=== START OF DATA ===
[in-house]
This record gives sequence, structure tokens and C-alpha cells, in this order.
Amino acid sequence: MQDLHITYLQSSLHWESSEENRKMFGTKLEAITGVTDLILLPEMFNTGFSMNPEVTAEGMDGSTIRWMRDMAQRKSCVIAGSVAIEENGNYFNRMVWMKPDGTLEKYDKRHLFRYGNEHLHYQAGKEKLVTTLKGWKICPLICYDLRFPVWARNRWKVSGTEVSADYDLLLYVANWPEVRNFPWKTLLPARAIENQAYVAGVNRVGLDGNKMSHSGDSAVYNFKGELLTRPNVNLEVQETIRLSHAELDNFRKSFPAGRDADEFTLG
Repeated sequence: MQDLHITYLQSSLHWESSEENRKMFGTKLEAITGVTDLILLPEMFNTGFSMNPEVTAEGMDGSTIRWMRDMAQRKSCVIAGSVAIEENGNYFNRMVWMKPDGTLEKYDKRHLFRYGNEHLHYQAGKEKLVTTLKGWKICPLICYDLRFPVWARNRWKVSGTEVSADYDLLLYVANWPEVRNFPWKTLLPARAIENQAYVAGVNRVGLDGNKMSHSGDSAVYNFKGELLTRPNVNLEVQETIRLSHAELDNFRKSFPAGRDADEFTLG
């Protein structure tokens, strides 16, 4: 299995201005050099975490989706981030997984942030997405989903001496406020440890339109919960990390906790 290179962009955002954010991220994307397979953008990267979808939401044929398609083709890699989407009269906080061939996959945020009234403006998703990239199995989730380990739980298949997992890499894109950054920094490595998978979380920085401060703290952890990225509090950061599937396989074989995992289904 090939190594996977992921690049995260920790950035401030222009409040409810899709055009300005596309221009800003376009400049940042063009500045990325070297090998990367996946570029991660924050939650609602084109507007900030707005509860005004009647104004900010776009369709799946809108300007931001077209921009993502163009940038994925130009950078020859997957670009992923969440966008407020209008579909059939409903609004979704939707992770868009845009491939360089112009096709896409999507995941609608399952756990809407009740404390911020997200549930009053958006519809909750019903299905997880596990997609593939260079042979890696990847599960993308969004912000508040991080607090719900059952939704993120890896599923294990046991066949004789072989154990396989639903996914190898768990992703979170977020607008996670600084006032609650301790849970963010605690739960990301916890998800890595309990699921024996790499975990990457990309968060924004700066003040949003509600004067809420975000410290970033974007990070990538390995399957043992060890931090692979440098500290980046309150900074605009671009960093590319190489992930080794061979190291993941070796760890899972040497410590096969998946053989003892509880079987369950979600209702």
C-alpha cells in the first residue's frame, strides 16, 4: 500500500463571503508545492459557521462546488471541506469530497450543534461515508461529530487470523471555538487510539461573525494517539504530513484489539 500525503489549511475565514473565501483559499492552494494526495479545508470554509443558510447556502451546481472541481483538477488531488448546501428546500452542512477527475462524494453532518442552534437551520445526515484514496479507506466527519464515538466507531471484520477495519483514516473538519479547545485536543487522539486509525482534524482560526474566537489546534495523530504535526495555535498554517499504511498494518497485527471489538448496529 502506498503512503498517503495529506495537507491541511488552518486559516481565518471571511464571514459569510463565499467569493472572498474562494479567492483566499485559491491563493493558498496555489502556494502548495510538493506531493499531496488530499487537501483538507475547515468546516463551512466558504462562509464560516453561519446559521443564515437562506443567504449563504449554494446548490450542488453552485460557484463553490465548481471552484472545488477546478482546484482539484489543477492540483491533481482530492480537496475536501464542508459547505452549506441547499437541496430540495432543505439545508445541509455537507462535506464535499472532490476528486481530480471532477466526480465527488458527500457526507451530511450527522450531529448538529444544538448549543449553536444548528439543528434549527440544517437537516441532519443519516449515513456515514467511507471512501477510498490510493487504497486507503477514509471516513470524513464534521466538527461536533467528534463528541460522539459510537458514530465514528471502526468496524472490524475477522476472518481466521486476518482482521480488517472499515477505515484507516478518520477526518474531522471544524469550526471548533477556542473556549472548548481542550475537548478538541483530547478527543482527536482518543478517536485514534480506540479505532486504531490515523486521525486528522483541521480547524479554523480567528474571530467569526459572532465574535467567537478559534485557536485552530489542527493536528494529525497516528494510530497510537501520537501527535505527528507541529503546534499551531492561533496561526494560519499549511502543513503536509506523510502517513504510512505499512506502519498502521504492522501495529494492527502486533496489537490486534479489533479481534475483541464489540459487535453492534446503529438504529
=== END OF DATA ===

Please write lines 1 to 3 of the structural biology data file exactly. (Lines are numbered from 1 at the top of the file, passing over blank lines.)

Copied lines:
[in-house]
This record gives sequence, structure tokens and C-alpha cells, in this order.
Amino acid sequence: MQDLHITYLQSSLHWESSEENRKMFGTKLEAITGVTDLILLPEMFNTGFSMNPEVTAEGMDGSTIRWMRDMAQRKSCVIAGSVAIEENGNYFNRMVWMKPDGTLEKYDKRHLFRYGNEHLHYQAGKEKLVTTLKGWKICPLICYDLRFPVWARNRWKVSGTEVSADYDLLLYVANWPEVRNFPWKTLLPARAIENQAYVAGVNRVGLDGNKMSHSGDSAVYNFKGELLTRPNVNLEVQETIRLSHAELDNFRKSFPAGRDADEFTLG